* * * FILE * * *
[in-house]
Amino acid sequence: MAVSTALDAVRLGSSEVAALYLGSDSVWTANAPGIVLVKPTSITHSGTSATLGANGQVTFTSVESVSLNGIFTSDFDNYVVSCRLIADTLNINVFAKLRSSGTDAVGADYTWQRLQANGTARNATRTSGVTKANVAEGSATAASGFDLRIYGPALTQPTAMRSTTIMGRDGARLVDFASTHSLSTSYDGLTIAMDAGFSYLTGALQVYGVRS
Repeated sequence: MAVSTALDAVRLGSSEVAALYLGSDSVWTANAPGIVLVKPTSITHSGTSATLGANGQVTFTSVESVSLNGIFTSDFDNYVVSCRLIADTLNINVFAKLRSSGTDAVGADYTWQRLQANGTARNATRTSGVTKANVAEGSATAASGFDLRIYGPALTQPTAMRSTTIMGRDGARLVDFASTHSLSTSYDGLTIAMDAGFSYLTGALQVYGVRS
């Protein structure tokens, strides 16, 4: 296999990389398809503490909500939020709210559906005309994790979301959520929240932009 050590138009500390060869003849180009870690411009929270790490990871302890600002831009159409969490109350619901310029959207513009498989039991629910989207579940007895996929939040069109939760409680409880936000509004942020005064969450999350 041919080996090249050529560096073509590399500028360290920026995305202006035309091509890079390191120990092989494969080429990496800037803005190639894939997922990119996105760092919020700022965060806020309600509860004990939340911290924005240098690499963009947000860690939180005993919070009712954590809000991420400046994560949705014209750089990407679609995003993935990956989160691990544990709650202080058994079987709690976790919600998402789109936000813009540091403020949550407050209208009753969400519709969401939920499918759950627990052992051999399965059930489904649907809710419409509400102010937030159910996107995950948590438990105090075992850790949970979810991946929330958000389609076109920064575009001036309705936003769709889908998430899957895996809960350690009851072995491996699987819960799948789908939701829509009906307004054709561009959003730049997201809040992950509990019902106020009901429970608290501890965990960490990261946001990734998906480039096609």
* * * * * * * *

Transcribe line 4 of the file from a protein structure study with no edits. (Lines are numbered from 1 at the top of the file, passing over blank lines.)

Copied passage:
């Protein structure tokens, strides 16, 4: 296999990389398809503490909500939020709210559906005309994790979301959520929240932009 050590138009500390060869003849180009870690411009929270790490990871302890600002831009159409969490109350619901310029959207513009498989039991629910989207579940007895996929939040069109939760409680409880936000509004942020005064969450999350 041919080996090249050529560096073509590399500028360290920026995305202006035309091509890079390191120990092989494969080429990496800037803005190639894939997922990119996105760092919020700022965060806020309600509860004990939340911290924005240098690499963009947000860690939180005993919070009712954590809000991420400046994560949705014209750089990407679609995003993935990956989160691990544990709650202080058994079987709690976790919600998402789109936000813009540091403020949550407050209208009753969400519709969401939920499918759950627990052992051999399965059930489904649907809710419409509400102010937030159910996107995950948590438990105090075992850790949970979810991946929330958000389609076109920064575009001036309705936003769709889908998430899957895996809960350690009851072995491996699987819960799948789908939701829509009906307004054709561009959003730049997201809040992950509990019902106020009901429970608290501890965990960490990261946001990734998906480039096609």